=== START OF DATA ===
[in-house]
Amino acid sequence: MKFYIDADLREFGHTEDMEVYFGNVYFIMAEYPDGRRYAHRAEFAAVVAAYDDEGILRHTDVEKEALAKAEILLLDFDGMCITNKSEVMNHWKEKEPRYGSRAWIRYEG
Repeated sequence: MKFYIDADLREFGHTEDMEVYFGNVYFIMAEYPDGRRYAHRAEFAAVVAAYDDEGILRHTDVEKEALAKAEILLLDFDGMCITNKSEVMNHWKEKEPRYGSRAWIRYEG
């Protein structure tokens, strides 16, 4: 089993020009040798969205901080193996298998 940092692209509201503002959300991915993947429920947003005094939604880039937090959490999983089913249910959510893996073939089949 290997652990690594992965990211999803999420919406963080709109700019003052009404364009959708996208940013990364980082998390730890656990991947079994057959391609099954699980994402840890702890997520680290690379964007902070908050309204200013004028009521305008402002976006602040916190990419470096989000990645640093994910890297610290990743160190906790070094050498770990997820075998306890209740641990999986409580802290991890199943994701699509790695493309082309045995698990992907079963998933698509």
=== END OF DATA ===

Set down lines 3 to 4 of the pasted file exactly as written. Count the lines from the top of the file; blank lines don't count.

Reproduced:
Repeated sequence: MKFYIDADLREFGHTEDMEVYFGNVYFIMAEYPDGRRYAHRAEFAAVVAAYDDEGILRHTDVEKEALAKAEILLLDFDGMCITNKSEVMNHWKEKEPRYGSRAWIRYEG
């Protein structure tokens, strides 16, 4: 089993020009040798969205901080193996298998 940092692209509201503002959300991915993947429920947003005094939604880039937090959490999983089913249910959510893996073939089949 290997652990690594992965990211999803999420919406963080709109700019003052009404364009959708996208940013990364980082998390730890656990991947079994057959391609099954699980994402840890702890997520680290690379964007902070908050309204200013004028009521305008402002976006602040916190990419470096989000990645640093994910890297610290990743160190906790070094050498770990997820075998306890209740641990999986409580802290991890199943994701699509790695493309082309045995698990992907079963998933698509």